"It's an honor just to be nominated" may be an old saw, but to those who never are nominated, it couldn't be truer. The Oscars, the Emmys, the Tonys, and the Grammys are among the entertainment industry's most prestigious awards. But among mystery writers, no award is more coveted that the Edgar, the award presented by The Mystery Writers of America, and named after that organization's patron saint, Edgar Allan Poe. Hy Conrad was working as a consultant on Monk when he received the assignment to write his very first television script. No one could have been more surprised when the result, "Mr. Monk Takes a Vacation," received an Edgar Award nomination. "I'd never even thought of writing for TV before," Conrad says.
The script assignment gave him the opportunity to inject an important aspect into the show. "'Takes a Vacation' marks the first time that Monk makes a deductive mistake," Conrad points out. "Early on he thinks that it was the husband who killed his wife in the hotel room. And then, of course, he barges into the surprise birthday party for the still-living wife. That's something I pushed for, that Monk is capable of making deductive errors. It makes him more human and gives us more plot possibilities."
The episode also was the first to incorporate Benjy Fleming into the mystery. "Andy doesn't like to put kids in peril," Conrad explains. "So this is about as close to that as we've gotten."
Benjy's mother, Sharona, was less involved in the crime but. then, she was supposed to be on vacation. Of course, that didn't work out very well for her and, as she had in both the pilot and "Billionaire Mugger," she threatens to quit. "That love/hate relationship between Monk andSharona has been part of the dynamic from the beginning," says Conrad, "just like it is in the Nero Wolfe mysteries, where Archie is always on the brink of quitting and Wolfe is always on the brink of firing him."
"Takes a Vacation" features a prominent guest appearance by Polly Draper (best known for her costarring role in TV's thirtysomething) as Rita Bronwyn, the tough but feminine hotel cop who assists Monk in his investigation. The presence of Rita gave the filmmakers a chance to have some fun with the classic Raymond Chandleresque gumshoe stereotype. Rita's offer of a mint-flavored individually wrapped toothpick to Monk, accompanied by some jazzy music on Jeff Beal's soundtrack, invokes memories of people like Bogart and Bacall vamping over cigarettes long ago.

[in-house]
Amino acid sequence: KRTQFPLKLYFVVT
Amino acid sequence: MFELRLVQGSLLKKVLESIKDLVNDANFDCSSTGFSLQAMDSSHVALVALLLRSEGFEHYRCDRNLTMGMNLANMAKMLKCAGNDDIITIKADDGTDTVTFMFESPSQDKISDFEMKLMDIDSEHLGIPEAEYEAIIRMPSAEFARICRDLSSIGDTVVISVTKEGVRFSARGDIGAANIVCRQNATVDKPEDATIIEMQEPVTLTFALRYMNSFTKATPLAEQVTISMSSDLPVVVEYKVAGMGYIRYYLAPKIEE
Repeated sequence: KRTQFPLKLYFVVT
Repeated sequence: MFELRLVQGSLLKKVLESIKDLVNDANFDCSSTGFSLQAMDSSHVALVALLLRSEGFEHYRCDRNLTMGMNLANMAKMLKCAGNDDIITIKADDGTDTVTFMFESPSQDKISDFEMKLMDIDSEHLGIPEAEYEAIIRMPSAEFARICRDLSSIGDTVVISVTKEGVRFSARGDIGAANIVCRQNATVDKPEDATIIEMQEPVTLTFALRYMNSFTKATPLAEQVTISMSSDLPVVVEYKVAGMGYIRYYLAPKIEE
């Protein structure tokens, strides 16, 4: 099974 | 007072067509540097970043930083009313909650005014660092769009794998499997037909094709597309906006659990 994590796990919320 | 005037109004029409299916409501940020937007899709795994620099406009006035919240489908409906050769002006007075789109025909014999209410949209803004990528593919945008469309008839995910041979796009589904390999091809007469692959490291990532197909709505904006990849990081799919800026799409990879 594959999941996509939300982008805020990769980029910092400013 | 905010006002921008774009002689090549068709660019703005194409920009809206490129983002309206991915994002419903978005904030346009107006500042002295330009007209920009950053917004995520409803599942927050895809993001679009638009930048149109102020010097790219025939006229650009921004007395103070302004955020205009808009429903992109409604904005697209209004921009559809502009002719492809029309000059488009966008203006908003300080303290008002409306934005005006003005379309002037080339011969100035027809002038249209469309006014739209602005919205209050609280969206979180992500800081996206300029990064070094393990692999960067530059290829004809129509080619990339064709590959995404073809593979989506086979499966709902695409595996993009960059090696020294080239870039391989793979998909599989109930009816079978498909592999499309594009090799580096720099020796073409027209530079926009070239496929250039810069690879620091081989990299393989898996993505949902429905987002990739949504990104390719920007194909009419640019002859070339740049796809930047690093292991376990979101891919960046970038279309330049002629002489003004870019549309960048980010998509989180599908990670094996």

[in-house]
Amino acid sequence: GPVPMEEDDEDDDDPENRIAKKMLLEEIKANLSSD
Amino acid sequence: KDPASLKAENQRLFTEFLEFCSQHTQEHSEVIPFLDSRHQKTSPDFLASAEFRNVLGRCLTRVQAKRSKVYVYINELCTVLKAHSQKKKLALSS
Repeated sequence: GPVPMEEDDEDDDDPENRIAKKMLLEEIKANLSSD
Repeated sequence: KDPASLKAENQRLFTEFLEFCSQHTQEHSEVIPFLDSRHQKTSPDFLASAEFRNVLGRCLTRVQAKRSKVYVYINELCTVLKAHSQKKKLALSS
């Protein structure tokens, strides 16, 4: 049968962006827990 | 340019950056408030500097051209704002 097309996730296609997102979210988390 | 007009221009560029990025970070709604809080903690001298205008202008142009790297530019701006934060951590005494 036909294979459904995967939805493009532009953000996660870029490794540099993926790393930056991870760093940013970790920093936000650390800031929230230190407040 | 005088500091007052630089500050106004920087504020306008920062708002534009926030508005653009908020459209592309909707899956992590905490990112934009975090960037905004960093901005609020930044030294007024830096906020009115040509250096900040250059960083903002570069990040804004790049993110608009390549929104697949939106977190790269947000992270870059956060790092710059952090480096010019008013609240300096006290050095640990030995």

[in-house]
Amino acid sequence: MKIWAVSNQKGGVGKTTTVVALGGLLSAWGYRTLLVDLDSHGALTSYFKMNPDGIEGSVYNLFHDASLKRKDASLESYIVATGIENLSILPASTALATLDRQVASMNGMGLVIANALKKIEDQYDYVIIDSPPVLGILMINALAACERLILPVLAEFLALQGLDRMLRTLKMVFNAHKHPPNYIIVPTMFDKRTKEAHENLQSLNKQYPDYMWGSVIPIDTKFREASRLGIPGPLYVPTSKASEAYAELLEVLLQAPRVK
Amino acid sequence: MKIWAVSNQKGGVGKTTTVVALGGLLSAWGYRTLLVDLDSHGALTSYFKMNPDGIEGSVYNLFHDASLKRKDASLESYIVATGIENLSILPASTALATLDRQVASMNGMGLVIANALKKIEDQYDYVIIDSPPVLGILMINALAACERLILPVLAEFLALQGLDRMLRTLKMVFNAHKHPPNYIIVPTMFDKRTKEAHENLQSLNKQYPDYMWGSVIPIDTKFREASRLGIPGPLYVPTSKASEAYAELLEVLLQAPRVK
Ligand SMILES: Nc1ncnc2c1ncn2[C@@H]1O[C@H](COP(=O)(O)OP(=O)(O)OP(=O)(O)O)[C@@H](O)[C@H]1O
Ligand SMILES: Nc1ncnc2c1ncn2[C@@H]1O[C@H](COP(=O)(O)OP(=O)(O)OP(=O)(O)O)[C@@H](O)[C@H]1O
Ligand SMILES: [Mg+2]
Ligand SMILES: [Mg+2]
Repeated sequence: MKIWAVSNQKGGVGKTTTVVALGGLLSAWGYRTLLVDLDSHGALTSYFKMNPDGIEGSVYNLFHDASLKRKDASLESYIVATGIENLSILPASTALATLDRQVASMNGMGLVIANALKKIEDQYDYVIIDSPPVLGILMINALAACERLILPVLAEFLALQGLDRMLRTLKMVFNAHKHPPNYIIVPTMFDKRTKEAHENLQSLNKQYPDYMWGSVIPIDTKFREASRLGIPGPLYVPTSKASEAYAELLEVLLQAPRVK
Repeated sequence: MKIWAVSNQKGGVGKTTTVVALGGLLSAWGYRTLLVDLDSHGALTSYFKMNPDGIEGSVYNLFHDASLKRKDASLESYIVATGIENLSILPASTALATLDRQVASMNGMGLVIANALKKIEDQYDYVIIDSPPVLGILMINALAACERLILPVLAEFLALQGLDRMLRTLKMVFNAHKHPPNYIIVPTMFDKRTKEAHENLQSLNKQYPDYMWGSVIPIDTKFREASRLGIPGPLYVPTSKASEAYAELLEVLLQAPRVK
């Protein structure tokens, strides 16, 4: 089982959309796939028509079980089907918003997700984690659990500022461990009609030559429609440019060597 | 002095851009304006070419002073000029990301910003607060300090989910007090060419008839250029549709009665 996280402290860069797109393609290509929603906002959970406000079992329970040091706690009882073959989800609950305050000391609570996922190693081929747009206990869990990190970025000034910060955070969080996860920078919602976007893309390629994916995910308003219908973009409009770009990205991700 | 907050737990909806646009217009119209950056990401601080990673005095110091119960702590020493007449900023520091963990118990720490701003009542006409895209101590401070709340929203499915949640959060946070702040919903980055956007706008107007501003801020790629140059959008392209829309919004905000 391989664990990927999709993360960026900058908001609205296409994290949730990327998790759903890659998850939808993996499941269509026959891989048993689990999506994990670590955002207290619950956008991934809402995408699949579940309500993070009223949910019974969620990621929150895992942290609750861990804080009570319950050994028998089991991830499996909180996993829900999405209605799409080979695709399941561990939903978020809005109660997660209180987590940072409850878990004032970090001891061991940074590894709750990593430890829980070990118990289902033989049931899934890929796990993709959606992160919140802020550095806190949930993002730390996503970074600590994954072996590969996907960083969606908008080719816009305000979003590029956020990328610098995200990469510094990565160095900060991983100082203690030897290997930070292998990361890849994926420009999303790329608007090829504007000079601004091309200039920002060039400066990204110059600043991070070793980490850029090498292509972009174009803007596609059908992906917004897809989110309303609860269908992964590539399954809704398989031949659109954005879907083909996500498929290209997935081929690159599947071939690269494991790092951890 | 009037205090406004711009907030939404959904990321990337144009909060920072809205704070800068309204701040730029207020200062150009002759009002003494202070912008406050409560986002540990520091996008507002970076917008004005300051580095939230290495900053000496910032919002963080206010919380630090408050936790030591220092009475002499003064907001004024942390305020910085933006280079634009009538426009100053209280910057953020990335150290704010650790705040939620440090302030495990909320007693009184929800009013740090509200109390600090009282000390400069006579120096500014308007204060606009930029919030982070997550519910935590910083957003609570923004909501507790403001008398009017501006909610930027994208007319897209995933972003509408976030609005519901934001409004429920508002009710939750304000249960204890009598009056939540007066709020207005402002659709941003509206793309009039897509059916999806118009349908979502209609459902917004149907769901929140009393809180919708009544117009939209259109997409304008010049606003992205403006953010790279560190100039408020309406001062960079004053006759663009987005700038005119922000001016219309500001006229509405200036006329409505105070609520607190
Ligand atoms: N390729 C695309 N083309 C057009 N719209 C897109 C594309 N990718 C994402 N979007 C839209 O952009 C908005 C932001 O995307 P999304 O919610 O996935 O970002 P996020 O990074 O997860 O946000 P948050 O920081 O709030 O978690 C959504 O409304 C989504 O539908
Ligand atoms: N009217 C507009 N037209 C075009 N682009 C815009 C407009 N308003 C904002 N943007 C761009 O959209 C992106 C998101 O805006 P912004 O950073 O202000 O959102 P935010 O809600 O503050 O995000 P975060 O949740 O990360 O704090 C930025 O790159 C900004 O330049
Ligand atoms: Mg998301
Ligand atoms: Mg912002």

Unfortunately, Rita's presence nearly pushed Sharona's character into the background. "We learned something about the balance of incorporating a guest star into a show from the episode," says Tom Scharpling. "Guest characters have to complement our people, not replace them, and Rita almost smothered Sharona on that one."
Nevertheless, the writers found additional ways to incorporate Sharona into the action. "We'd heard that Bitty Shram was a semipro-level tennis player," Conrad says. "That's why we put in all of those tennis beats."
The Quotable Monk
"I tried doing that once, making every minute count. Gave me a headache."—Monk
The Weirdest Clue: Rita's infrared "Spectra-Light" reveals a lack of incriminating evidence in the initial suspect's room—but finds remnants of a disgustingly large quantity of bodily fluids in Monk's room!
Idiosyncrasy of the Week: Arachnophobia (fear of spiders)! Not to mention their webs!
The Clue that Breaks the Case: Sharona's photos of the hotel lobby disclose the final resting place of the murdered maid's body.
"Mr. Monk And the Earthquake"
Written by Tom Scharpling & David Breckman
Directed by Adam Shankman
Original Airdate: October 4, 2002
A 6.0 magnitude earthquake represents a lucky break for Christine Rutherford, whod dearly love to inherit her millionaire husband Henry's wealth. Although Henry came through the quake just fine, Christine takes advantage of the circumstances by killing him and making it look like the temblor did the dirty work.
Sharona is stunned when she hears of Henry's death on the news. She's been working with the well-known philanthropist to raise money for a new church in the neighborhood.Deciding to pay a condolence call on the grieving widow, Sharona opts to bring along the quake-addled Monk, who is temporarily speaking gibberish. Monk recovers quickly when he realizes that Christine's tale about Henry's tragic death is false. The heavy display case that the quake ostensibly tipped onto Henry looks as if it had some human help. But Stottlemeyer, overwhelmed with 1,001 quake-related minor emergencies, doesn't pay much attention to Monk's suspicions.